Edit Blog Post
Published: July 23rd 2011
Hugo has discovered the pleasures of an i-pod. This morning on the drive to Florence he sang along to the Beatles, Eric Clapton and his random favourite: "Summer of 69". We were determined to be early today, as we had seen the queue to the Duomo snaking around the block on Tuesday and weren't keen for that experience.
We set an alarm (!), got up and flew out the door, with the intention of stopping for pastries, juice and coffee in Asciano town on our way. I am always a little shocked to see men sitting at tables outside the cafes, drinking wine, at all times of the day. I must say I imagine their wives at home, juggling cooking, washing and children while the men sit relaxing. Anyway, apparently wine with breakfast isn't all that unusual here, as there they were again at 7am this morning. Either my Italian is getting better or the lady behind the counter is great at interpreting gestures, because I managed to duck in and out with breakfast while Frank left the engine running, and we were off!
We parked in our usual spot under the market and picked up some fruit from
the vendors, (who were just setting up), to keep us going later. The coffee and pastries in Asciano seemed long ago as we walked past a little pasticceria full of people grabbing breakfast on their way to work. We picked up another little snack before walking on to the Duomo.
The line at the Duomo wasn't too bad at all, so we were soon on the climb of 463 stairs up to the top, keen to get a view all over Florence and to look at the beautiful painted dome. Steps, steps and more steps. If I had to summarise Italy in one word, I think it would be 'steps'! Before long the perspiration was literally rolling down our backs, because the day was, once again, boiling hot. The staircase was only just wide enough for a person, and it wound up the dome in a narrow spiral. We stopped occasionally to peer through tiny portholes and the odd window before the staircase opened out into a circular balcony right in the dome. I'm sure lots of people pause here for no other reason than to take a breather, but the ceiling really is magnificent. Our stair climbing wasn't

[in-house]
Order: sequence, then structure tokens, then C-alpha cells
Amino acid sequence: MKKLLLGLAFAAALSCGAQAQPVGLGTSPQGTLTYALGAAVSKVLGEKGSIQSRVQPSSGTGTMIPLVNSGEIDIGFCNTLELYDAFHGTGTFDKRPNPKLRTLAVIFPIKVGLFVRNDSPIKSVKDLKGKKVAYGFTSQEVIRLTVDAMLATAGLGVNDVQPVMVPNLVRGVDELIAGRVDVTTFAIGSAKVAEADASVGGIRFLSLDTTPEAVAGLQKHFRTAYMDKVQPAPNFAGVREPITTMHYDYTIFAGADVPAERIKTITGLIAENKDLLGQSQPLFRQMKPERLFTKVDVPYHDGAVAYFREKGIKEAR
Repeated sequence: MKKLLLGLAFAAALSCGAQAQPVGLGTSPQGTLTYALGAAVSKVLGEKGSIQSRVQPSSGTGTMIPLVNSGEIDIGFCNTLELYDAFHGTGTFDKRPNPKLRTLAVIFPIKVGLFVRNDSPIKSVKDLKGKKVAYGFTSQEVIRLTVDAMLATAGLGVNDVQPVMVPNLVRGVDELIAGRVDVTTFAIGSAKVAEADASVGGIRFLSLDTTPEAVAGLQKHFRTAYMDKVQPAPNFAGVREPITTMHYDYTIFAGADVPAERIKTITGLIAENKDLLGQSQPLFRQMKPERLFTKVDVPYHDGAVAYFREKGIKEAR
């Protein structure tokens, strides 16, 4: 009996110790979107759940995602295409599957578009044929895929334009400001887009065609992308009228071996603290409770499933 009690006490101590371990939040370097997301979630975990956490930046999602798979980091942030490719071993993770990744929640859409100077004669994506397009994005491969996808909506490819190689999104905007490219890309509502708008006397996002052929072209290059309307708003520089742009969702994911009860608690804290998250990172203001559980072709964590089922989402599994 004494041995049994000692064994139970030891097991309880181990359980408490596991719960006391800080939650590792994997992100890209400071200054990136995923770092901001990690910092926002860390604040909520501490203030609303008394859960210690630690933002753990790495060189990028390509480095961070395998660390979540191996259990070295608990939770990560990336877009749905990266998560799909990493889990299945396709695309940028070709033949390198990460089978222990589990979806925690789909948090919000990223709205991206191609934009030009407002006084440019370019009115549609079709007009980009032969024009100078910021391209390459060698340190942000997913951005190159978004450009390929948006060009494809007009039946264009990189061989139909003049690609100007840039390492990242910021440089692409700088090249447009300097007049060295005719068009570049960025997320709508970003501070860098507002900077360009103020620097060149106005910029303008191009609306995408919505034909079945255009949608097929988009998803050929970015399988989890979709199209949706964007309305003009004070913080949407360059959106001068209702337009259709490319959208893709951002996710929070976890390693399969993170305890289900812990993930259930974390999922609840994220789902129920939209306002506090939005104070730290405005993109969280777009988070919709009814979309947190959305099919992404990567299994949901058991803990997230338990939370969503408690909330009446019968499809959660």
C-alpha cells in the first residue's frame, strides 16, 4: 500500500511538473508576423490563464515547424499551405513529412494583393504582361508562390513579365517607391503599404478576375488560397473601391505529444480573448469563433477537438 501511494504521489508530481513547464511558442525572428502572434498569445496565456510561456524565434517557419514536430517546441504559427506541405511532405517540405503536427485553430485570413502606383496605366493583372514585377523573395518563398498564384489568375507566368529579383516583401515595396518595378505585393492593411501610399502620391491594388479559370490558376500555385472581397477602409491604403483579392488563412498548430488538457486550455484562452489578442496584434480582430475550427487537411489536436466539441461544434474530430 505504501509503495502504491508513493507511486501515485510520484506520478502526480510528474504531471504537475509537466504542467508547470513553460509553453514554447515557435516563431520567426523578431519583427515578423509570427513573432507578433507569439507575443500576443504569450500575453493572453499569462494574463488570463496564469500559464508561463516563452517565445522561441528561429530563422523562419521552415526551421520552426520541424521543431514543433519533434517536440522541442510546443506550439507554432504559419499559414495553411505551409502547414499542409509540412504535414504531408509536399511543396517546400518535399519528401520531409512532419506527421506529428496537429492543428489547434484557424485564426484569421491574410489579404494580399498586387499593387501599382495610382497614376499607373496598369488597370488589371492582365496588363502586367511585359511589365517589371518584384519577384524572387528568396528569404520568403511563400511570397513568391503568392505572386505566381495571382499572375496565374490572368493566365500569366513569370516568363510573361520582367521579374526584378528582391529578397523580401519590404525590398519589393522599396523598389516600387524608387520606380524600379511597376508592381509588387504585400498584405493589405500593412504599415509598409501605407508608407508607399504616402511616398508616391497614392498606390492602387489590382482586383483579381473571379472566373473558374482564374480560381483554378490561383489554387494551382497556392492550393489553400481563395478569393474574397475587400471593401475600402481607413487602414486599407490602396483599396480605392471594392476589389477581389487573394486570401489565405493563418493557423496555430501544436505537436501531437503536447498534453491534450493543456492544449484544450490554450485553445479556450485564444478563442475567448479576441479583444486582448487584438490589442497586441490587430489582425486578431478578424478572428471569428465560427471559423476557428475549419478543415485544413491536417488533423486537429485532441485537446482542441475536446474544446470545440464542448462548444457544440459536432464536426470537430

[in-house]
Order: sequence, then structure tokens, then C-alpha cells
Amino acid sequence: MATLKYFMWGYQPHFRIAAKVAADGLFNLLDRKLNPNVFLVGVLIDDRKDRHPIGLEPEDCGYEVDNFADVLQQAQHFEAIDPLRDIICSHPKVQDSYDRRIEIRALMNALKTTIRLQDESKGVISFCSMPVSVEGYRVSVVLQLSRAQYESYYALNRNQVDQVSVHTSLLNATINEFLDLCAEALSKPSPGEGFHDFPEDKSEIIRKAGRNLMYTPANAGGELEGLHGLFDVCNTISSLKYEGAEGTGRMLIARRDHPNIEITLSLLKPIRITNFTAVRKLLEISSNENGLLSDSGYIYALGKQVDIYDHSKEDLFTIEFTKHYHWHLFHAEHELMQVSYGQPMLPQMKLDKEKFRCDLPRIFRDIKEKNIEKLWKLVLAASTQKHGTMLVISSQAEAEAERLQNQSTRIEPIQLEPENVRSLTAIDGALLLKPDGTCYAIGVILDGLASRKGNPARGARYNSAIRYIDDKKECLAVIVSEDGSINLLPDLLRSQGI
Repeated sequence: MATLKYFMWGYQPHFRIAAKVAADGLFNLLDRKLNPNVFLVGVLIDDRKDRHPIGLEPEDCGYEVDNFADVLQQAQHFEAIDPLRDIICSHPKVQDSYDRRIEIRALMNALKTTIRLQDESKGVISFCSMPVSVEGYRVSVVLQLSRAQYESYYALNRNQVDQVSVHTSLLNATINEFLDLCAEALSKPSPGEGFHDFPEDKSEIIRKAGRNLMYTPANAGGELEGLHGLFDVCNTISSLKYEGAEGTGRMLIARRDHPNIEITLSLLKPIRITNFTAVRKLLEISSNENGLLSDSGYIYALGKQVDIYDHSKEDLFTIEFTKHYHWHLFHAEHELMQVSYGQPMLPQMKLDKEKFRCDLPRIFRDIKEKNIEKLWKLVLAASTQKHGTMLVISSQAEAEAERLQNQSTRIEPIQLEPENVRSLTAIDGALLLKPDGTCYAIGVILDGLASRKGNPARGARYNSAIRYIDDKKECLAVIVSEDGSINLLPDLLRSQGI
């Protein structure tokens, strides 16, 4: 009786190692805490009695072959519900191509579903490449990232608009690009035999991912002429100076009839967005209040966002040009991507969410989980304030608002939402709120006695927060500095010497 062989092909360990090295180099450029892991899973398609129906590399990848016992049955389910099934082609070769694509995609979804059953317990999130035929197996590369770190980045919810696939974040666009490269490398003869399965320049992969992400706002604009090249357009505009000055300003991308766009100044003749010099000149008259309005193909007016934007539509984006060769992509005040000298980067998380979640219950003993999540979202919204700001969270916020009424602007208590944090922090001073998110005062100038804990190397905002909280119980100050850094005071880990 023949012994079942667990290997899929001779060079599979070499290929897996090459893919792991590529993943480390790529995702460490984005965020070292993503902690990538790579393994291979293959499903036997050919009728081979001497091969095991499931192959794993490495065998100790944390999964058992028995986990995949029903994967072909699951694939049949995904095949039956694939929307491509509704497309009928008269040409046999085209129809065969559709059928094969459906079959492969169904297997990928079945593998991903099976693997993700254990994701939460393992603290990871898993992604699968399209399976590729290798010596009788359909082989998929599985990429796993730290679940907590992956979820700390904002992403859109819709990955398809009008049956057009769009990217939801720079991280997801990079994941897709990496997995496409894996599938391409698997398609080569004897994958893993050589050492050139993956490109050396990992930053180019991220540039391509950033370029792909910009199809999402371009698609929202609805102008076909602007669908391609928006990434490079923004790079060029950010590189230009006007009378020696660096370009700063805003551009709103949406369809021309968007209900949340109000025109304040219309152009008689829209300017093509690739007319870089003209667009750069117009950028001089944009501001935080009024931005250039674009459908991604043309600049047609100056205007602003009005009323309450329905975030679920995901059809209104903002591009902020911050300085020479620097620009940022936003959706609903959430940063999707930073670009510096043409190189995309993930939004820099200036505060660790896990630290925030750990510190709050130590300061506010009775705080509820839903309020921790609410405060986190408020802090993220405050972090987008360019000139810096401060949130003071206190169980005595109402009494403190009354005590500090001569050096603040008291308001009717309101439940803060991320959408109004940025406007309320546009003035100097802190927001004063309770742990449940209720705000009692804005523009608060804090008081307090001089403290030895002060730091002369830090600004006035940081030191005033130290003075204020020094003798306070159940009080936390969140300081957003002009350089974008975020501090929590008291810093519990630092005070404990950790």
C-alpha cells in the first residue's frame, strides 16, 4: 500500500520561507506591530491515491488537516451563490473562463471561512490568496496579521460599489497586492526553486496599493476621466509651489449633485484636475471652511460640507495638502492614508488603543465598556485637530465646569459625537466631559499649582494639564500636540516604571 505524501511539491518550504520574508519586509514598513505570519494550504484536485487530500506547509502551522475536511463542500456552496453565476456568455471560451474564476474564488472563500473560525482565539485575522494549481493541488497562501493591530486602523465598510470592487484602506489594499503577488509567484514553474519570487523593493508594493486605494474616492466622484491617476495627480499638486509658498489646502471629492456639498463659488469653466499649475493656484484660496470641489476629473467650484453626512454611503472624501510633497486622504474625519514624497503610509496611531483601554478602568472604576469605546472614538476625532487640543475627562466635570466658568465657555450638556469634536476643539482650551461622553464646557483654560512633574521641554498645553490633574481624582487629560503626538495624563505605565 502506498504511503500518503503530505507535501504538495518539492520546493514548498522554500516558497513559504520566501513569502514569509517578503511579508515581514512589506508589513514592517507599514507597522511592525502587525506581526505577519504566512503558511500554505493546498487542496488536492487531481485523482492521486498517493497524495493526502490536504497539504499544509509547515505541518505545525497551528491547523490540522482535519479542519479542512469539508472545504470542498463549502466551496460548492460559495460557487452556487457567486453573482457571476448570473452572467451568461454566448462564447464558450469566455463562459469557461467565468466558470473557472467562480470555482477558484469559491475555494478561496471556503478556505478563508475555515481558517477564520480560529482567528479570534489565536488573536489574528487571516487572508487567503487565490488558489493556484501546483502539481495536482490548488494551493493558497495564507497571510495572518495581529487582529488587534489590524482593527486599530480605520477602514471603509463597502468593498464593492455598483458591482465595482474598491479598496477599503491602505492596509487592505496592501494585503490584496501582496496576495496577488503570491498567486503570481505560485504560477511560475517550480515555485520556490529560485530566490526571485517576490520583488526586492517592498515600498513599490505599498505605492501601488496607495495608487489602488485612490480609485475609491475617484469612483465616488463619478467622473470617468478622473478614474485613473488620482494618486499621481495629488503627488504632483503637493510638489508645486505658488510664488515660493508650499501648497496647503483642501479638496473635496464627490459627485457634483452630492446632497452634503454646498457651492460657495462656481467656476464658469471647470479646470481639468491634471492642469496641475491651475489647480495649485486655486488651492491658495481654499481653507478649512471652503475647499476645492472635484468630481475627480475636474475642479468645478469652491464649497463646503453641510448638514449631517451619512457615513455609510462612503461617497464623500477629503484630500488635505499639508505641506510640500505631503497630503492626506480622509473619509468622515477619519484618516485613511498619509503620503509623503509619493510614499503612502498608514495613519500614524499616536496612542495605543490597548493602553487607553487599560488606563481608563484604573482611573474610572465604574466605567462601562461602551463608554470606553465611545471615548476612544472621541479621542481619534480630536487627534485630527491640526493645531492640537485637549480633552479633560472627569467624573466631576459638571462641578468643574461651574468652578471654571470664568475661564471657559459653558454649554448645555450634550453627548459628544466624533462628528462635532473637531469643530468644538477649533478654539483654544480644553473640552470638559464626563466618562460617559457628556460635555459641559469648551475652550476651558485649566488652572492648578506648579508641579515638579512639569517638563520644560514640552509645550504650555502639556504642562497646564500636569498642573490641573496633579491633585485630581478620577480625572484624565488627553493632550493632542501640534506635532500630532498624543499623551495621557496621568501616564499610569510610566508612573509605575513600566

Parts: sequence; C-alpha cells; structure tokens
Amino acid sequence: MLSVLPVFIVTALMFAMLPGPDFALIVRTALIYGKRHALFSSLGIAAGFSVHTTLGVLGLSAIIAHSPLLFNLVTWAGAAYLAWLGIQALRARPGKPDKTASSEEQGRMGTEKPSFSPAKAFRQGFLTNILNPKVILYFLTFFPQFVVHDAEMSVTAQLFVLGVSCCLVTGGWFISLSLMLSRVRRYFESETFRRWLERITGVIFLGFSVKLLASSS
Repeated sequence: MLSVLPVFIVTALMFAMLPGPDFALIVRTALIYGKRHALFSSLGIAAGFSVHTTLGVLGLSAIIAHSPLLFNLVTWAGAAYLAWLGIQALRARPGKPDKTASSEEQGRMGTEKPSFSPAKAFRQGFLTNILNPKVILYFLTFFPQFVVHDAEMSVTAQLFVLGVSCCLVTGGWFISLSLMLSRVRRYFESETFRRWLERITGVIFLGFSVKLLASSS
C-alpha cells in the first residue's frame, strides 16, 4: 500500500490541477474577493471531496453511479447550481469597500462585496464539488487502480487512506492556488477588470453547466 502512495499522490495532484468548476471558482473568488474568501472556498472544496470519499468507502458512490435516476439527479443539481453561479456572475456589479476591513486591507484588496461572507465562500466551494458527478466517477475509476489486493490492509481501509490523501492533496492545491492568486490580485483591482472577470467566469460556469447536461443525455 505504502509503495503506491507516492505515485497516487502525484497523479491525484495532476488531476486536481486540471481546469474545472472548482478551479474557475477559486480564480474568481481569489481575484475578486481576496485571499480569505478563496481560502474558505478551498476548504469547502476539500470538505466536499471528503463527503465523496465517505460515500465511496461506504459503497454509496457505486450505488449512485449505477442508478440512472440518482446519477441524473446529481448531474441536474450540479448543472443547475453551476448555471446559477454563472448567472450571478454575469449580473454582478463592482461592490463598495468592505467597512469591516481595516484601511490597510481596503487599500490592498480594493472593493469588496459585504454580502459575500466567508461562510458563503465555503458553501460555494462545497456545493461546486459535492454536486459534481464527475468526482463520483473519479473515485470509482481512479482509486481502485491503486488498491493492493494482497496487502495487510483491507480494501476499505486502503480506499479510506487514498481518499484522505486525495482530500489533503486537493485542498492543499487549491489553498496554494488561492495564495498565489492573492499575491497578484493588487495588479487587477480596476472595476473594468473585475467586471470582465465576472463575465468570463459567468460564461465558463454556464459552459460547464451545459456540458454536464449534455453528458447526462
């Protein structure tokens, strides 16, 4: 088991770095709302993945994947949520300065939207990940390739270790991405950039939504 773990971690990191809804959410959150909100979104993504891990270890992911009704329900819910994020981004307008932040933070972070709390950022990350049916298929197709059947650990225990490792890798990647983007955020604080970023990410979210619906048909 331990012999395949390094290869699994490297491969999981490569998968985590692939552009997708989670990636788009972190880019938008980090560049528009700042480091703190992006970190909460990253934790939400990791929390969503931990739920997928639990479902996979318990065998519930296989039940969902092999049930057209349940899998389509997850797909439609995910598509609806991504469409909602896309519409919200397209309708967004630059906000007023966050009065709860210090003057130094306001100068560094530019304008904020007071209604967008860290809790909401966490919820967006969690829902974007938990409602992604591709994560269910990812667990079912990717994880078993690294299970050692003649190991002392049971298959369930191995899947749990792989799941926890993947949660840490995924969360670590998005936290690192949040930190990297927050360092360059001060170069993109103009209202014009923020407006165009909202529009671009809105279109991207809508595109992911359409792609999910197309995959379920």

over, however, as we needed to keep going up to get outside on the top of the dome. It was fun to find landmarks that we had visited on Tuesday, once we finally got up. The children had also been completing a "Treasure Hunt in Florence" book that I found online, and one of their jobs for that was to count the number of towers they could see - not such an easy job as there are heaps! It wasn't a place to sit and contemplate, however - it was hot and there were more and more people pouring out of the tiny staircase.
Our next stop was the Accademia to see the statue of David. Once again, we bypassed the line and were able to walk straight in with our Uffizi cards. He stands under a fabulous glass ceiling and is much, much bigger than I expected. Hugo was very impressed. We couldn't take photos, but heard later in the day that Genevieve had innocently snapped a beauty before a guard intervened! The false David, which is not far from the Uffizi, is far less impressive. There was also a great exhibition of artist's plaster casts used for
sculptures, and a video of how a cast was made.
We moved on past the Baptistry with it's golden doors, and many beautiful statues, to lunch. Once again we were grateful for air-conditioning and a chance to sit and savour the view - this time with friends!
The afternoon was spent at the Pitti Palace. Every room had a magnificent ceiling, and we learned about a paint technique called 'grise' (?sp - I know nothing about art!) which makes white patterns or figures 'pop' out of the wall as though they are made of plaster. We found out about it while we were arguing about whether the frieze around one of the ceilings was 2-D or 3-D. A security guard (who must also be an art major, because she knew so much about it) helped us out, and explained that the clever use of grey paint creates the 3-D effect. It really was amazing.
Isabel and I fell in love with a big table which, we discovered, was made entirely of semi-precious stones. Each little nuance of colour in each tiny gardenia or bird's feather, was made by a different type of stone - cut by hand
Table made of semi-precious stones
Each tiny shade difference in each flower was a different semi-precious stone
to fit and then ground and polished into the flat table surface. There was lapis lazuli, jade, and all sorts of other stones. Imagine living with that in your house! We really loved the Pitti Palace. Hugo, not so much. For the first time on our trip, he complained of being tired and bored, so Frank took him out into the Boboli Gardens to kick a ball and read for a while, and I got to .......... shop! It's amazing how quickly an hour disappears when you don't know your way around though, so I didn't buy anything at all - just enjoyed wandering the laneways on my own before it was time to meet up again.
Plans of re-visiting the Uffizi disappeared as the afternoon got hotter and hotter, and we all began to wear out. The walk back to the car seemed pretty long, and we had endured one major melt-down and had very grumpy children by the time we got there. Good decision to head back to Asciano.
Tot: 0.112s; Tpl: 0.064s; cc: 10; qc: 26; dbt: 0.0159s; 1; m:saturn w:www (126.96.36.199); sld: 1;
; mem: 1.2mb